Our troops died - then came the deal-makers

01 June 2017 - 08:09 By SABELO SKITI and GRAEME HOSKEN
BIG MAN: Former Central African Republic president Michel Djotodia outside the presidential palace in Bangui in this file photograph taken in November 2013.
BIG MAN: Former Central African Republic president Michel Djotodia outside the presidential palace in Bangui in this file photograph taken in November 2013.
Image: JOE PENNEY/ REUTERS

A company owned by a former cabinet minister and by a business partner of the Guptas investigated the potential of a multimillion-dollar deal with former Central African Republic leader Michel Djotodia's regime only months after his rebel forces had killed 15 South African soldiers.

The soldiers were killed in March 2013 by Seleka rebels who overran the country and ousted former CAR president Francois Bozizi. South Africa had deployed hundreds of troops to the country as part of a military training programme for Bozizi's special forces.

Many soldiers who fought in the now infamous Battle of Bangui died after running out of ammunition.

But barely four months after the South African troops were slain Gupta associates were involved in talks with the regime of Djotodia, who was CAR president from March 2013 to January 2014, and the Gupta family was consulted, leaked e-mails suggest.

Shortly after Djotodia came to power a South African company, Gade Oil and Gas, which at the time was owned by Gupta associate Salim Essa, and by Ben Ngubane, a former arts and culture minister, submitted to his government an expression of interest in exploring an oil block in that country, the e-mails suggest.

  • READ MORE | Guptas vs Oppenheimers: Controversy over use of luxury airport terminalThe State Security Agency (SSA) warned state-owned defence equipment manufacturer Denel that its apparent efforts to frustrate the Oppenheimers, a wealthy South African family, in their Fireblade luxury VVIP terminal at OR Tambo International Airport, would land it in court and had the potential to embarrass the government, leaked e-mails suggest.

A middleman offered to give Gade Oil and Gas access to CAR's minister of oil and petroleum, over whom he claimed to have influence, for an "incentive fee" of $50000.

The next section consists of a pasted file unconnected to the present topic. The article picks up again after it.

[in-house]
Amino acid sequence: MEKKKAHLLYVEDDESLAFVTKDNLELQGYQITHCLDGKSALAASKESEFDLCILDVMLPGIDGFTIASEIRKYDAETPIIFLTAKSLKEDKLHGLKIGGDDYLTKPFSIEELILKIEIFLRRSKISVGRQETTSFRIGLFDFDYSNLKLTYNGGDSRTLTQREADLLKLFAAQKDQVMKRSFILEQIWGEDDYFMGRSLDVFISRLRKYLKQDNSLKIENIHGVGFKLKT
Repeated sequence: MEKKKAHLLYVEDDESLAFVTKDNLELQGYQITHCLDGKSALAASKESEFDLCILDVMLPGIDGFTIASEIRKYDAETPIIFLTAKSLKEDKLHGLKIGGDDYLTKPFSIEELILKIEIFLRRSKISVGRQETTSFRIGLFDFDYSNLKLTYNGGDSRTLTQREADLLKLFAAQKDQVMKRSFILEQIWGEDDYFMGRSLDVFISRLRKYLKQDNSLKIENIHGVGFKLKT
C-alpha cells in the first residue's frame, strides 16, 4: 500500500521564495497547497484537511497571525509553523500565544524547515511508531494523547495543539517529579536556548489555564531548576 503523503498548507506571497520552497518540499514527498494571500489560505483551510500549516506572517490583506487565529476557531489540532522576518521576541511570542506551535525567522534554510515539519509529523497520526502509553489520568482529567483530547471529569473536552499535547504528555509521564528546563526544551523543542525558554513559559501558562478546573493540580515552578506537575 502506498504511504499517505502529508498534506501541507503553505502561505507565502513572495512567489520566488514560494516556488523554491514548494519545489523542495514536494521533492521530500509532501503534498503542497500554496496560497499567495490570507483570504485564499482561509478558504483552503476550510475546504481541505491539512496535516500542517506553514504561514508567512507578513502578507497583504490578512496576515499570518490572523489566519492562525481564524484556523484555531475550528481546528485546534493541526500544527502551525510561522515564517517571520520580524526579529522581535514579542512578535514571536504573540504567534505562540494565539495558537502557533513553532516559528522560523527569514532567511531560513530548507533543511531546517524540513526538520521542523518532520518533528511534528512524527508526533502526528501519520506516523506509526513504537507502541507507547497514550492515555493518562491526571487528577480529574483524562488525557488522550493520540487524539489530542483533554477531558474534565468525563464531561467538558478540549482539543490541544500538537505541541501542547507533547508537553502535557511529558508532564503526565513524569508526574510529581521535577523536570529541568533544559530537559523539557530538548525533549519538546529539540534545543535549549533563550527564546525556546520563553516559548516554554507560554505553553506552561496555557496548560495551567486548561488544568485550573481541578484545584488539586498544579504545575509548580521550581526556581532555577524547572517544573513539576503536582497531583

E-mails from the middleman seen by TimesLIVE, dated October 28, state: "Can you confirm that any advance [down payment upon signing] incentive for the minister will also include mine at minimum level of $50 000.

". my role with the new government here has been a very influential one hence I am always expected to take care of others 'behind the scene'. I feel comfortable if you handle mine separate from the minister."

The e-mail was forwarded to prominent businessman and former Essa partner Iqbal Sharma by Cape Town businessman Luphumzo Kebeni.

Sharma told TimesLIVE when contacted yesterday that Kebeni, a former South African government employee, claimed to be representing the interests of the CAR government.

Sharma told TimesLIVE: "We never spoke to anybody in power directly. We were told we could speak to the ministry. This project never really materialised . I think negotiations dragged on for a few months, but nothing happened because we were not willing to pay for a meeting."

Included in the e-mails seen by TimesLIVE are some that spell out the terms of an offer.

The e-mail from the middleman reads: "This is the official offer - an additional 6M$ will be paid to the guys there ... In total 16$M."

This mail ultimately ended up in the in-tray of Rajesh "Tony" Gupta on July 30, forwarded by Essa and Sharma.

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Sharma said Gade Oil and Gas had asked him and Gupta for help with mining opportunities.

"I didn't know anyone who could do that, so I spoke to Tony [Gupta]. He mentioned that Kebeni has contacts in that place [CAR] and he had mentioned elsewhere that he worked in the oil and gas business."

He said: "Kebeni claimed that he knew people in the ministry ... and that he had been tasked by the CAR government to source investment. The decision was made that he arrange a meeting with the president through [the middleman].

"But all this never materialised. The discussion by [the middleman] mentioning incentives was out of turn and it was never entertained. That's why there was no meeting because no one entertained the idea of paying for any meeting," he said.

Kebeni said he had not met any Gupta family members or even known of their involvement in the transaction involving Gade Oil and Gas. He said he had never met Sharma or Ngubane.

He said he knew the middleman who had helped him "as a long-time friend and comrade".

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Kebeni said he acted as a broker.

"I never received any bribes or paid any such emoluments to anyone because none of the transactions we were pursuing at the time yielded anything."

A statement released by Ngubane last night said: "The company refused to pay any fees to anyone. It also did not enter into any transactions in the CAR and does not own any gas and oil mining rights in the CAR or anywhere else."

The statement said Ngubane had left the company, which was dormant.

Gupta family attorney Gert van der Merwe yesterday said: "The e-mails that you are relying on are (1) unlawfully obtained, (2) not authentic, and (3) not fully disclosed and, therefore, not worthy of a comment."

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